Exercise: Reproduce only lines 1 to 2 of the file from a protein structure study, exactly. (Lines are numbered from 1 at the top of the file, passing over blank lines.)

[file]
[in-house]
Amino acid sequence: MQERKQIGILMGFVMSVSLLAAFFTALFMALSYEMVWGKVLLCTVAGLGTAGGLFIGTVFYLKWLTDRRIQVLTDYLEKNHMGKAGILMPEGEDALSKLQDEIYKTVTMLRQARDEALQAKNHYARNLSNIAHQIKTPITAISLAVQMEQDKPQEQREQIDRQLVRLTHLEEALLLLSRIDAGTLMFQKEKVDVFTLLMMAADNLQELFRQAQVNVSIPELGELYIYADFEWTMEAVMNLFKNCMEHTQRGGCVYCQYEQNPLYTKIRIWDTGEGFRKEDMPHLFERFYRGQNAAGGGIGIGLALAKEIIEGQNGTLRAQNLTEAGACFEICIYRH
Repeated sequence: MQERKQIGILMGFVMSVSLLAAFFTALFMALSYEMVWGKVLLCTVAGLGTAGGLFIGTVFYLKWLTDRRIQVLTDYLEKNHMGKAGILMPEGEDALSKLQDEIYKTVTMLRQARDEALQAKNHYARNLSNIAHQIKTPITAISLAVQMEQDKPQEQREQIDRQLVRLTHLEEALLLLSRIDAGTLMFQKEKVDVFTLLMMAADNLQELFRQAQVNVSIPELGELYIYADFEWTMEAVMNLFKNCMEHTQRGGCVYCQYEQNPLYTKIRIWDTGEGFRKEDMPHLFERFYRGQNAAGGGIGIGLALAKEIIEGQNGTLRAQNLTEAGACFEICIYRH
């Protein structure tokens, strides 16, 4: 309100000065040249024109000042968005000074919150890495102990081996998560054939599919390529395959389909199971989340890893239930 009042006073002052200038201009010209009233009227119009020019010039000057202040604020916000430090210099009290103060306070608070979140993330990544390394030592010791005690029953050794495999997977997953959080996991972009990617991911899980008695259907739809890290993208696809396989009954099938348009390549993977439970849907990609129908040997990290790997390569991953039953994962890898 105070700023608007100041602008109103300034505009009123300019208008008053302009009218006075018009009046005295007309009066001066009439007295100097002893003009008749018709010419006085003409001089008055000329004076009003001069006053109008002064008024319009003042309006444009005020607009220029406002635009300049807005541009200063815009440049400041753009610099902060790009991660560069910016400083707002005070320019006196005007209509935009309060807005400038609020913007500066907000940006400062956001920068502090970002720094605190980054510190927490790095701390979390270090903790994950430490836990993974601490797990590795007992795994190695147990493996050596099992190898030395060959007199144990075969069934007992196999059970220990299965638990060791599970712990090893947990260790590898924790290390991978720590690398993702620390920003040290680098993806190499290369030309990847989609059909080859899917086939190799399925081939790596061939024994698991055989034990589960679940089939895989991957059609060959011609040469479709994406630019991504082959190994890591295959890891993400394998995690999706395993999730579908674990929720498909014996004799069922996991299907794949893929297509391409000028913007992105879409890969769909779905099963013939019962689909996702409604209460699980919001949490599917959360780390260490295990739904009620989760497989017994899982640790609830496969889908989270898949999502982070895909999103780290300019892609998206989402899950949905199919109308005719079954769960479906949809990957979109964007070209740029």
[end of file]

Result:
[in-house]
Amino acid sequence: MQERKQIGILMGFVMSVSLLAAFFTALFMALSYEMVWGKVLLCTVAGLGTAGGLFIGTVFYLKWLTDRRIQVLTDYLEKNHMGKAGILMPEGEDALSKLQDEIYKTVTMLRQARDEALQAKNHYARNLSNIAHQIKTPITAISLAVQMEQDKPQEQREQIDRQLVRLTHLEEALLLLSRIDAGTLMFQKEKVDVFTLLMMAADNLQELFRQAQVNVSIPELGELYIYADFEWTMEAVMNLFKNCMEHTQRGGCVYCQYEQNPLYTKIRIWDTGEGFRKEDMPHLFERFYRGQNAAGGGIGIGLALAKEIIEGQNGTLRAQNLTEAGACFEICIYRH